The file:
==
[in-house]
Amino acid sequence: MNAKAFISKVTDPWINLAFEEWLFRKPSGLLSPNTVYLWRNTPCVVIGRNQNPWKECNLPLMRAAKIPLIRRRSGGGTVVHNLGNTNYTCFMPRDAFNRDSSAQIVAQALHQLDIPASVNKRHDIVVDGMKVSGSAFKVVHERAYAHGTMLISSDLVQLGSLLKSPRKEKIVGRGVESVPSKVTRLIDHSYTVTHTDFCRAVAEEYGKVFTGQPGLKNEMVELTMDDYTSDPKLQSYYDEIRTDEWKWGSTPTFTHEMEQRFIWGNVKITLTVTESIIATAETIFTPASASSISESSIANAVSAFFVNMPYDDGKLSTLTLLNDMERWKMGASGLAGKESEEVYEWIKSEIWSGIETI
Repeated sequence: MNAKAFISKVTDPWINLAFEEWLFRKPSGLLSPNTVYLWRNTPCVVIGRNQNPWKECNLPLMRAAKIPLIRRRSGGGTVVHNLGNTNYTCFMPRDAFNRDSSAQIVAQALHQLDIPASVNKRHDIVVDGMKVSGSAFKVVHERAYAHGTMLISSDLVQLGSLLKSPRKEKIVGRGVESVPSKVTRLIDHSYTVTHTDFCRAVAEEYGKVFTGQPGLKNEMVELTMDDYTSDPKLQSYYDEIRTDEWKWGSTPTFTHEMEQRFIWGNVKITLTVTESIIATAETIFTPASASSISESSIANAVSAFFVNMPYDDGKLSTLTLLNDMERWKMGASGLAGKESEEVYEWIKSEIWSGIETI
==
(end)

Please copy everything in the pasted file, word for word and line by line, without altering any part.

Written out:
[in-house]
Amino acid sequence: MNAKAFISKVTDPWINLAFEEWLFRKPSGLLSPNTVYLWRNTPCVVIGRNQNPWKECNLPLMRAAKIPLIRRRSGGGTVVHNLGNTNYTCFMPRDAFNRDSSAQIVAQALHQLDIPASVNKRHDIVVDGMKVSGSAFKVVHERAYAHGTMLISSDLVQLGSLLKSPRKEKIVGRGVESVPSKVTRLIDHSYTVTHTDFCRAVAEEYGKVFTGQPGLKNEMVELTMDDYTSDPKLQSYYDEIRTDEWKWGSTPTFTHEMEQRFIWGNVKITLTVTESIIATAETIFTPASASSISESSIANAVSAFFVNMPYDDGKLSTLTLLNDMERWKMGASGLAGKESEEVYEWIKSEIWSGIETI
Repeated sequence: MNAKAFISKVTDPWINLAFEEWLFRKPSGLLSPNTVYLWRNTPCVVIGRNQNPWKECNLPLMRAAKIPLIRRRSGGGTVVHNLGNTNYTCFMPRDAFNRDSSAQIVAQALHQLDIPASVNKRHDIVVDGMKVSGSAFKVVHERAYAHGTMLISSDLVQLGSLLKSPRKEKIVGRGVESVPSKVTRLIDHSYTVTHTDFCRAVAEEYGKVFTGQPGLKNEMVELTMDDYTSDPKLQSYYDEIRTDEWKWGSTPTFTHEMEQRFIWGNVKITLTVTESIIATAETIFTPASASSISESSIANAVSAFFVNMPYDDGKLSTLTLLNDMERWKMGASGLAGKESEEVYEWIKSEIWSGIETI